Sunday, August 1, 2021
All countries COVID-19 Cases
198,848,605
Total confirmed cases
Updated on August 1, 2021 5:34 PM

High Court stops distribution of Nakumatt assets

Must Read
- Advertisement -
Writer

Companies

High Court stops distribution of Nakumatt assets


An old supermarket in Nakumatt. FILE PHOTO | NMG

The High Court has stopped the distribution of assets belonging to Nakumatt Holdings Ltd pending the determination of a case brought by the widow of its former internal auditor regarding the non-payment of an insurance claim of 30 million shillings.

This means that the creditors of the collapsed supermarket chain giant, which collapsed with a debt of 40 billion shillings, will wait an indefinite period before receiving their installments. Creditors include banks and suppliers.

Judge Alfred Mabeya said that should the Nakumatt manager, Peter Kahi, distribute the assets in this way, he is ordered to set aside an interest-bearing account for a sum of 30 million shillings to address the claim raised by the widow of First. internal auditor James Maina Karanja, who was shot and killed under mysterious circumstances in June 2015.

The judge further ordered Mr. Kahi to provide a statement of the Nakumatt Holdings Limited bank account held at Standard Chartered Bank #ticker: SCBK, Kenyatta Avenue Branch for the period from October 1, 2015 to the June 17, 2021 within 30 days.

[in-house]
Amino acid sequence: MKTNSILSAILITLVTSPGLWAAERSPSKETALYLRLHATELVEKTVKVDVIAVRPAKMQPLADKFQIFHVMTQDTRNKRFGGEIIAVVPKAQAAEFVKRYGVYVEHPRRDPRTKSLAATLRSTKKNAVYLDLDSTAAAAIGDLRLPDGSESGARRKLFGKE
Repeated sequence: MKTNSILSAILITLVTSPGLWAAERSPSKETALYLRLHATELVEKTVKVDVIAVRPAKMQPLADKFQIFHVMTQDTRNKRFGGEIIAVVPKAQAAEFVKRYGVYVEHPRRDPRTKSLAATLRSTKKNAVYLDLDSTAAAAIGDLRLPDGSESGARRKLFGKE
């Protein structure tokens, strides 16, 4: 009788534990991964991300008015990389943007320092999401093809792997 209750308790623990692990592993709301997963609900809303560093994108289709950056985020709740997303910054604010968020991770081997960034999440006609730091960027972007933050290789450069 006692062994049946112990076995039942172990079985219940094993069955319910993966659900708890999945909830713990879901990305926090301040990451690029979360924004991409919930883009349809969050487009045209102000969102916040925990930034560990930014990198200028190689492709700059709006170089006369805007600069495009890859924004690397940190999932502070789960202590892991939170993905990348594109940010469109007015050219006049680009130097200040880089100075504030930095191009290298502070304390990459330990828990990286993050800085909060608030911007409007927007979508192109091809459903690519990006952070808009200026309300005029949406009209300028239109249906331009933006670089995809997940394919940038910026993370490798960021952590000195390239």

He made the order after the widow, Latoya Mghoi Kaka, said that Nakumatt failed to remit an insurance payment of 30 million shillings to Karanja’s family despite receiving the sum from Kenya Insurance. He said the money was paid to Nakumatt’s account for further transmission to the estate of the late James Karanja Maina.

He presented documentary evidence to support his claim. It also argued that despite obtaining a certificate confirming the award, the death benefits were not transferred to the beneficiaries.

“It is in the interests of justice that the trustee files the statements of account in court, so that this court can make an informed decision. I, therefore, consider that the plaintiff’s (widow’s) sentence for the discovery is justified. “said the judge.

The widow stated that Karanja was an employee of Nakumatt until her death and that during her employment, she was placed under an insurance policy with Kenindia Assurance Limited that covered her pension, last expense and work injury as benefits.

- Advertisement -

LEAVE A REPLY

Please enter your comment!
Please enter your name here

SUGGESTED NEWS
- Advertisement -
Latest News
- Advertisement -

More Articles Like This

- Advertisement -